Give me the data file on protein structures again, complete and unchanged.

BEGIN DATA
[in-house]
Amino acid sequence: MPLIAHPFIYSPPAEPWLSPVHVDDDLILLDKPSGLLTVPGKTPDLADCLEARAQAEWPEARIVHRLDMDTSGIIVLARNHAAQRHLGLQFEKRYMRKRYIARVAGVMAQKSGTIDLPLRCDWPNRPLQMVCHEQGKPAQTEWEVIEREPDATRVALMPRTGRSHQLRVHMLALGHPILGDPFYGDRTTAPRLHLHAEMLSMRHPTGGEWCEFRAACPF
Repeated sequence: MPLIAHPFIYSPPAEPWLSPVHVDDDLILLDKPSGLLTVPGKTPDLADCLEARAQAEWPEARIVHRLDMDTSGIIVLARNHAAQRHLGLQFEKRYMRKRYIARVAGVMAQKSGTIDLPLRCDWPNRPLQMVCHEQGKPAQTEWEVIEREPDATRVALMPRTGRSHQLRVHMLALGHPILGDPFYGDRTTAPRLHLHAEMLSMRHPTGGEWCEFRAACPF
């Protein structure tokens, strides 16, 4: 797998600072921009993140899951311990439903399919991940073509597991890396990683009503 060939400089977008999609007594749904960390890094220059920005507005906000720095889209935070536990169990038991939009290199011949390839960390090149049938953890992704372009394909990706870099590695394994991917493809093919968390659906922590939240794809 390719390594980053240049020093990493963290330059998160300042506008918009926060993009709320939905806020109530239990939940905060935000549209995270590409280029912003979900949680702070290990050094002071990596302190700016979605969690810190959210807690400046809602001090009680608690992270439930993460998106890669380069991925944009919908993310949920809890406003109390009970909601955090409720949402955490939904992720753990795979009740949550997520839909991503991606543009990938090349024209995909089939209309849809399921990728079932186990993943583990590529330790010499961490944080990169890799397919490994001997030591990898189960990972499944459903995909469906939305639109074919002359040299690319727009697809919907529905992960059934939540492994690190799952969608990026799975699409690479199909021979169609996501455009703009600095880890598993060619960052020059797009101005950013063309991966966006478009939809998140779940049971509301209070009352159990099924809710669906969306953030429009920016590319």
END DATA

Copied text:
[in-house]
Amino acid sequence: MPLIAHPFIYSPPAEPWLSPVHVDDDLILLDKPSGLLTVPGKTPDLADCLEARAQAEWPEARIVHRLDMDTSGIIVLARNHAAQRHLGLQFEKRYMRKRYIARVAGVMAQKSGTIDLPLRCDWPNRPLQMVCHEQGKPAQTEWEVIEREPDATRVALMPRTGRSHQLRVHMLALGHPILGDPFYGDRTTAPRLHLHAEMLSMRHPTGGEWCEFRAACPF
Repeated sequence: MPLIAHPFIYSPPAEPWLSPVHVDDDLILLDKPSGLLTVPGKTPDLADCLEARAQAEWPEARIVHRLDMDTSGIIVLARNHAAQRHLGLQFEKRYMRKRYIARVAGVMAQKSGTIDLPLRCDWPNRPLQMVCHEQGKPAQTEWEVIEREPDATRVALMPRTGRSHQLRVHMLALGHPILGDPFYGDRTTAPRLHLHAEMLSMRHPTGGEWCEFRAACPF
């Protein structure tokens, strides 16, 4: 797998600072921009993140899951311990439903399919991940073509597991890396990683009503 060939400089977008999609007594749904960390890094220059920005507005906000720095889209935070536990169990038991939009290199011949390839960390090149049938953890992704372009394909990706870099590695394994991917493809093919968390659906922590939240794809 390719390594980053240049020093990493963290330059998160300042506008918009926060993009709320939905806020109530239990939940905060935000549209995270590409280029912003979900949680702070290990050094002071990596302190700016979605969690810190959210807690400046809602001090009680608690992270439930993460998106890669380069991925944009919908993310949920809890406003109390009970909601955090409720949402955490939904992720753990795979009740949550997520839909991503991606543009990938090349024209995909089939209309849809399921990728079932186990993943583990590529330790010499961490944080990169890799397919490994001997030591990898189960990972499944459903995909469906939305639109074919002359040299690319727009697809919907529905992960059934939540492994690190799952969608990026799975699409690479199909021979169609996501455009703009600095880890598993060619960052020059797009101005950013063309991966966006478009939809998140779940049971509301209070009352159990099924809710669906969306953030429009920016590319």